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Dispute an RTD Ticket

To dispute your RTD ticket you must appear in court on the date and time listed on your ticket.  This section describes the court process and various stages of a court case.

HOW A CASE STARTS

RTD Transit Officers or a Denver Police Officer, may issue a ticket to individuals riding on public transportation, to include the bus, light rail, or trains, who fail to present proof of fare or valid transit pass when requested. If the violation was discovered in Denver, the ticket will be delivered to Denver County Court.

If the violation was discovered outside the city limits of Denver your case will be heard in the jurisdiction listed on the ticket. Refer to the County and Municipal Court listings for contact information.

PEOPLE INVOLVED

The people involved in a RTD case include:

  • Defendant – Person accused of violating the law;
  • Judge – Neutral party who makes rulings on issues of law, decides guilt or innocence of the accused during Final Hearings, decides what sentence to be imposed.
  • Magistrate – Neutral party who makes rulings on issues of law, decides guilt or innocence of the accused during Final Hearings, and decides what sentence to be imposed.
  • Private Counsel – An attorney for the defendant who is chosen by the defendant to represent him/her in the traffic matter. Private Counsel representation is paid for by the defendant.
  • RTD Transit Officer – An employee of the Regional Transportation District who has the authority to write tickets to persons who fail to present proof of fare or valid transit pass.
  • Interpreter – Neutral party who interprets for the defendant in order to facilitate communication between the defendant and other parties in the case. The interpreter also performs this job in the courtroom so the defendant can understand everything that is said during the proceedings in his/her case. Interpreters are also provided for witnesses who do not speak English.

ARRAIGNMENT

The arraignment is the first time you will appear in court. At the arraignment, the judge or magistrate will:

  • Tell you what the charges are;
  • Tell you about your rights;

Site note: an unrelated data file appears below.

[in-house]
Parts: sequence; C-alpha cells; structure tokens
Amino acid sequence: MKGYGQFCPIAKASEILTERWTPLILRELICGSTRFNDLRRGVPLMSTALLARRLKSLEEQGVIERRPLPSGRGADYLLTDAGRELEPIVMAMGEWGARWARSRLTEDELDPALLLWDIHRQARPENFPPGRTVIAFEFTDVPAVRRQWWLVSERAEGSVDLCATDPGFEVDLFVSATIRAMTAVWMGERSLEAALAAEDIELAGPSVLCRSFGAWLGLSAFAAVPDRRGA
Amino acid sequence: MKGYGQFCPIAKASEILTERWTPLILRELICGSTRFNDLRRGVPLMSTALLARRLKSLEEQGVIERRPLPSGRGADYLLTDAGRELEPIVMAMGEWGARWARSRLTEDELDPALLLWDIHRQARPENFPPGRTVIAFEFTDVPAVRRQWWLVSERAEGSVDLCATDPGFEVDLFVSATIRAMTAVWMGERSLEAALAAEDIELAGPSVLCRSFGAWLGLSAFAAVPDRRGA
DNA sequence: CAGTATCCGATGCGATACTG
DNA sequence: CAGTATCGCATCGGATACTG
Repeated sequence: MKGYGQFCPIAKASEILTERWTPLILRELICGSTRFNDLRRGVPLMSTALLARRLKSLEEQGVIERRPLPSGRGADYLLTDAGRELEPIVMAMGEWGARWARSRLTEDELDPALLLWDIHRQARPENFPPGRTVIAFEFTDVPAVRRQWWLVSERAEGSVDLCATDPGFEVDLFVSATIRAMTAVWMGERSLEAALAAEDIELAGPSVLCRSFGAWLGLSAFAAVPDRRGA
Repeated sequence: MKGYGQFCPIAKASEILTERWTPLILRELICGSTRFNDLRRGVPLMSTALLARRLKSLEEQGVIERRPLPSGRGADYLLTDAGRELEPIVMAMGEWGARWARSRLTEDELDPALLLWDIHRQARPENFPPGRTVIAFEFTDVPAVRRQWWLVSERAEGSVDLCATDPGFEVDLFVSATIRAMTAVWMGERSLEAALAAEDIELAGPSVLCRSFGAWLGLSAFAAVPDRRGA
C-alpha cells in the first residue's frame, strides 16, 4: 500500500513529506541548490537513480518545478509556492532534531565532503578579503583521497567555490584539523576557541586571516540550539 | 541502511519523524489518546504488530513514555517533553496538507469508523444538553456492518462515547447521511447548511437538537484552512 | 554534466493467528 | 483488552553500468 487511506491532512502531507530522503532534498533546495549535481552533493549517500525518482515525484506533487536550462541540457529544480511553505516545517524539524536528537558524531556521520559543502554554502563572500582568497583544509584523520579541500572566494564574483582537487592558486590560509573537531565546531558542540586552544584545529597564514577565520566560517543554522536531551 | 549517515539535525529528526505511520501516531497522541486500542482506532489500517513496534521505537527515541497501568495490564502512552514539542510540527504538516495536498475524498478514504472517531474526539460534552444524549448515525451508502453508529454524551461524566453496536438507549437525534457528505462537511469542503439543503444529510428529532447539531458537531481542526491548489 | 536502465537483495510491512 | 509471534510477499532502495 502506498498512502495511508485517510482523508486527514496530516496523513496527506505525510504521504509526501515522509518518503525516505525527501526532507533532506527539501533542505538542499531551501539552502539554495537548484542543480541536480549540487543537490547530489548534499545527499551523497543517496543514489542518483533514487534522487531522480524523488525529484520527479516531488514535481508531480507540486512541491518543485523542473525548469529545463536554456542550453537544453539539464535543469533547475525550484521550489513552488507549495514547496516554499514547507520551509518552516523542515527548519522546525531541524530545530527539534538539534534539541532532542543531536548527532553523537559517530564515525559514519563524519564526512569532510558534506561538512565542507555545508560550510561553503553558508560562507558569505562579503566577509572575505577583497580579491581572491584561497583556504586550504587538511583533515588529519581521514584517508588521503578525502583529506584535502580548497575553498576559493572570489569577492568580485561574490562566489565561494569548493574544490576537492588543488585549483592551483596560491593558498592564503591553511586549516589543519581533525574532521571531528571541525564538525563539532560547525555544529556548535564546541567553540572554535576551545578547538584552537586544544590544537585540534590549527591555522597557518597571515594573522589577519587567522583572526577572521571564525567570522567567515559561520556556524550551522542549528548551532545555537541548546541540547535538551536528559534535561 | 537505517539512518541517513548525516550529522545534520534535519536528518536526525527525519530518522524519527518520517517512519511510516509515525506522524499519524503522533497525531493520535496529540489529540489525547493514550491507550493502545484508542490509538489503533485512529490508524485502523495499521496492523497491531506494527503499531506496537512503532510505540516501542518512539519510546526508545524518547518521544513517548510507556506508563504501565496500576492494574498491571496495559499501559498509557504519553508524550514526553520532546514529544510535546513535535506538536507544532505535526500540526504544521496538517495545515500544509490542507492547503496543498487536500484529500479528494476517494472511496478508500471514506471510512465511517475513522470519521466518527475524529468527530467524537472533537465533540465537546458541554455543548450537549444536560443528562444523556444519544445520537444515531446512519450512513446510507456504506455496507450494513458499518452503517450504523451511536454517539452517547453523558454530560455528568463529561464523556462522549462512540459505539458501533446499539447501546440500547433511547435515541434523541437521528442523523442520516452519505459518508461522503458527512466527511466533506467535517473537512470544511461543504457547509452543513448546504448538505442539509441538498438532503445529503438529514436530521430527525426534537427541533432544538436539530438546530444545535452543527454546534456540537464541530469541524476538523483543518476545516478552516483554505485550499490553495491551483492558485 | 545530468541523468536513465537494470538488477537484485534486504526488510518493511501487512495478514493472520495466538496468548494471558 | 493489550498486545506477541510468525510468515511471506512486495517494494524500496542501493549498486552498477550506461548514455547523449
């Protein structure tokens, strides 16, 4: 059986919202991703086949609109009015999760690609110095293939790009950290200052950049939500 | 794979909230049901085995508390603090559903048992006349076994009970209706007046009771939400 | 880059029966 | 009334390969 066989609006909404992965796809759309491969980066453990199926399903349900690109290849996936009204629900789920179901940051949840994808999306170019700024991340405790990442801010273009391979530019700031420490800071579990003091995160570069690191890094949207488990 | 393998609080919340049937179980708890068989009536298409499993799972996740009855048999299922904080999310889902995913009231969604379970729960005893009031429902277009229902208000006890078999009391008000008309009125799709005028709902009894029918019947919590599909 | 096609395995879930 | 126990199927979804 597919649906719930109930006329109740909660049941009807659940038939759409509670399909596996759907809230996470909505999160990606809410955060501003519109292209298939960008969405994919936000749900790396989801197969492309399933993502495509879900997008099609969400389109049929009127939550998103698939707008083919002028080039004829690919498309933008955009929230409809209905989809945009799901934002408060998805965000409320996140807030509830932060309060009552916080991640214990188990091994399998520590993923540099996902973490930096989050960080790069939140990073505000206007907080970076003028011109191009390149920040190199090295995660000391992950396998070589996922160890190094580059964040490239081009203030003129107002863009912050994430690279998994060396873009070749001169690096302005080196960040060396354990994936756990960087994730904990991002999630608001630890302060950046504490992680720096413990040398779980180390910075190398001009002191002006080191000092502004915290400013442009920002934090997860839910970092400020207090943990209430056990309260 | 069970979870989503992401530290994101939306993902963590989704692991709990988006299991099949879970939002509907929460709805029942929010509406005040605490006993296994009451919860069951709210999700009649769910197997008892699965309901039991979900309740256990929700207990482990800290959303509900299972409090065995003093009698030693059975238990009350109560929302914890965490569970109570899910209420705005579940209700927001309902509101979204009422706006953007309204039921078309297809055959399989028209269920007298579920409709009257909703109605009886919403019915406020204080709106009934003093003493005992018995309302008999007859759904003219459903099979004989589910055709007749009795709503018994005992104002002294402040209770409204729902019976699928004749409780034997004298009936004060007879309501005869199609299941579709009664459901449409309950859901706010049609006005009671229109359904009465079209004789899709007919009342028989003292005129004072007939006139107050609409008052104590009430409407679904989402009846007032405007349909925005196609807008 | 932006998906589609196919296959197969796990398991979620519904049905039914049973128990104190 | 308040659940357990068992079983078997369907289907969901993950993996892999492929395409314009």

• Inform you of all the possible penalties.

You may respond to the charges by entering a plea. Common pleas include guilty, not guilty, or no contest (nolo-contendere).

  • Not guilty means you are saying you did not violate the law and want to have your guilt or innocence decided by a judicial officer. Your case will be set for a Final Hearing.
  • Guilty means you admit to violating the law. The judicial officer will accept the guilty plea and enter a conviction in the court record.
  • No contest means you do not contest (disagree with) the charge. The plea has the same effect as a guilty plea.

RTD tickets are scheduled in courtrooms located at 1437 Bannock Street. When you appear, the judicial officer will ask you for your plea. You can either plead guilty or plead not guilty and set the case for a Final Hearing. The courtroom clerk will give you a setting slip telling you when to appear. The hearing will be held in either Courtroom 100 or Courtroom 105 in the City and County Building located at 1437 Bannock Street.

Officer notes, reports, or other items considered to be discovery are not available on RTD cases until the time of Final Hearing pursuant to Denver Rules for Non-Criminal Infractions Rule 15.

FINAL HEARING

At the Final Hearing a judicial officer will hear the case. There will be no prosecutor present and the RTD Transit Officer will state why he or she issued the ticket. You may hire an attorney or represent yourself. Since there is no possibility of jail, attorneys are not provided for indigent defendants.

You can:

When the case is called, you should step to the counsel table. The officer will testify first. After the testimony, the Judge will ask you if you want to cross-examine the officer. This means you can ask the officer questions about matters brought up in his or her testimony and other related matters concerning the case. It does not mean introducing your testimony at that time.

You have the right to remain silent and not testify in your defense. After hearing the officer’s testimony, you may waive the right to remain silent by testifying to your version of the facts. If you choose to testify, you may be asked questions (cross-examination) on matters that were brought up in the testimony. You may also call witnesses and present evidence such as photographs, charts, or other written materials.

After all witnesses have testified, the Judge will ask if either side wishes to make a closing statement.

If you choose to represent yourself, you should come prepared. You should:

  • Understand the charge(s) against you. You can read the charges in the Colorado Revised Statutes (C.R.S.).
  • Prepare a list of questions to ask the witnesses and the agent during cross-examination.
  • Bring evidence you want to give to the judicial officer.
  • Subpoena witnesses if you want to require someone to come to court to testify and bring documents. The court will issue subpoenas free of charge, however, serving the subpoenas is at your expense.

If you are found not guilty, the matter is concluded. No fees, costs or points will be assessed and your case will be closed. If you are found guilty, you will be sentenced immediately. Usually the sentence is fines and costs. You have a right to speak on your behalf prior to being sentenced.  Fine and costs are due immediately upon sentencing. RTD citations are zero point violations.

APPEAL PROCESS

If you were found guilty after the Final Hearing, you have the right to an appeal process. There are many reasons for an appeal, but appeals are very difficult. It is wise to talk to a lawyer to determine what is best. For more information on the appeal process, go to the Appeals Section of this site.

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